-by Jen Wilson | 11/21/2018 |
Holidays and their accompanying celebrations are a wonderful thing. They usually involve spending lots of time with family and friends and eating lots of delicious food; this holds true across almost all cultures. Whether you’re celebrating Thanksgiving, Kwanzaa, Passover, or Diwali, chances are there are several traditional dishes included in the festivities.
Food has a way of bringing people together and strengthening bonds, so it’s no surprise that food is one of the traditions that’s persisted across time and cultures. It can be no fun to miss out on such an important part of the celebration, but unfortunately many of the ways we celebrate don’t exactly have healthfulness in mind. In addition to rich, heavy foods, celebrations may include sitting around and talking to family members (or watching TV if your family is more into that!) or attending religious services—none of which does much to get you moving and get your blood flowing, which not only offsets the richness of the food but also helps your body digest all that food.
So what can you do if you don’t want to choose between traditional celebrations and your health? First of all, remember that it’s just one day (or week, or meal, or…). A holiday is a special time, and there’s no need to beat yourself up if you indulge in some choices that aren’t the best for your health. Instead, think more holistically—consider the big picture. Maybe you ate two pieces of dessert because it’s a special dish your grandma only makes once a year…you can still make other choices that align with your healthy intentions—and kick that guilty feeling to the curb!
1. Stay hydrated.
If you want to indulge in some rich foods, consider skipping the alcoholic or sugar-laden drinks and stick to water to help your body stay hydrated and keep things moving along digestively speaking. If you want to feel more celebratory, try sparkling water with fruit added.
2. Move it, move it.
Make a point of doing some kind of physical activity during the day. Whether you have to get up early to participate in a holiday 5K, make plans with an old friend to walk around the lake and catch up, take the family dog for a walk, or join your sister-in-law at her yoga class, do something to get your body moving. If all else fails, do some body weight exercises and yoga poses at home—invite family members to join you!
3. Bring your own food.
If there’s a dish that feels necessary for you to celebrate the holiday and a current dietary restriction prevents you from eating it, seek out a recipe for your diet and bring it for yourself and others to enjoy. It might not be 100% identical, but it might make you feel a little better without compromising your body’s needs.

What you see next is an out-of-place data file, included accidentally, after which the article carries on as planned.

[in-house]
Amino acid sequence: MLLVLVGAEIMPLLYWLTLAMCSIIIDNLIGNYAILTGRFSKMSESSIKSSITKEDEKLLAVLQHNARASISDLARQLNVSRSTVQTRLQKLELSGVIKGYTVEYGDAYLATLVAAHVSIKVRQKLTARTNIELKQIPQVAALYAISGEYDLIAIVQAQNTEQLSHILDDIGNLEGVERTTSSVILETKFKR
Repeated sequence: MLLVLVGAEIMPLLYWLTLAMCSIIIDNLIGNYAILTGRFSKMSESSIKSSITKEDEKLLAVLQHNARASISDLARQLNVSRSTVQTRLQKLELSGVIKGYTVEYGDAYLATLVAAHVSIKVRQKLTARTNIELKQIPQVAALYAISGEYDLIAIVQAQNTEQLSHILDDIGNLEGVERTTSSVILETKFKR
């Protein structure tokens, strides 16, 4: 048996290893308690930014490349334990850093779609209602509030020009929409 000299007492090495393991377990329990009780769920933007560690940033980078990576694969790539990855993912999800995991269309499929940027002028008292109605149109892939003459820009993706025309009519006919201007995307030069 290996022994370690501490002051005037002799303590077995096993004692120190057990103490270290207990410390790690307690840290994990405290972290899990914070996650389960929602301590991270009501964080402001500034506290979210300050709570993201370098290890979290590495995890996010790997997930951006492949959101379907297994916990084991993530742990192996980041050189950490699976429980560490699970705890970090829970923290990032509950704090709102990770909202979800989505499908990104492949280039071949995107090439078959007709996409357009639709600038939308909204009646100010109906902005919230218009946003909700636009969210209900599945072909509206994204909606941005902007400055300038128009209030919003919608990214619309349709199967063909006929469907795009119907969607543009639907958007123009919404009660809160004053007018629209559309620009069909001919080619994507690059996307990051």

4. Clean up.
If you’re hosting, chances are you’ll be doing plenty of this both before and after the meal. But if you’re joining a meal at someone else’s house, help clean up. Clearing tables, moving around extra chairs, and washing dishes will get your blood flowing.
If there are children at your celebration, join them for some playtime fun. Kids tend to be more active in their “relaxing” time, whether it’s playing chase, playing hide-and-seek, or throwing a ball. Participate with them to burn off some energy and get your heart rate going—not to mention it’s a chance to bond with the youth.
6. Chew gum, enjoy a mint, or sip tea.
If you want to avoid mindlessly munching while you cook, chat, or hang out in the kitchen, chew on some gum, enjoy a mint, or sip on some herbal tea to keep your taste buds activated and happy without extra calories.
7. Stick to small portions.
You can often satisfy a craving with a lot less than what we think of as a “serving.” Try splitting a dessert with a friend or saving half for tomorrow, and focus on diversity on your plate instead of huge helpings of your favorites.
8. Make your mind your ally.
If you do indulge in something, don’t feel guilty. Enjoy the splurge, and move forward with love for yourself and gratitude for the ability to make your own food choices.
Another way you can turn your mind into a helper is by reframing your perspective on movement. If you’re running around cooking or cleaning or decorating, spend a moment thinking about how that physical activity gets your heart pumping and combats any holiday food you consume. One Harvard study showed that when participants were told they did enough in their daily activities to meet recommendations, they lost weight without changing anything else. The mind is a powerful tool!
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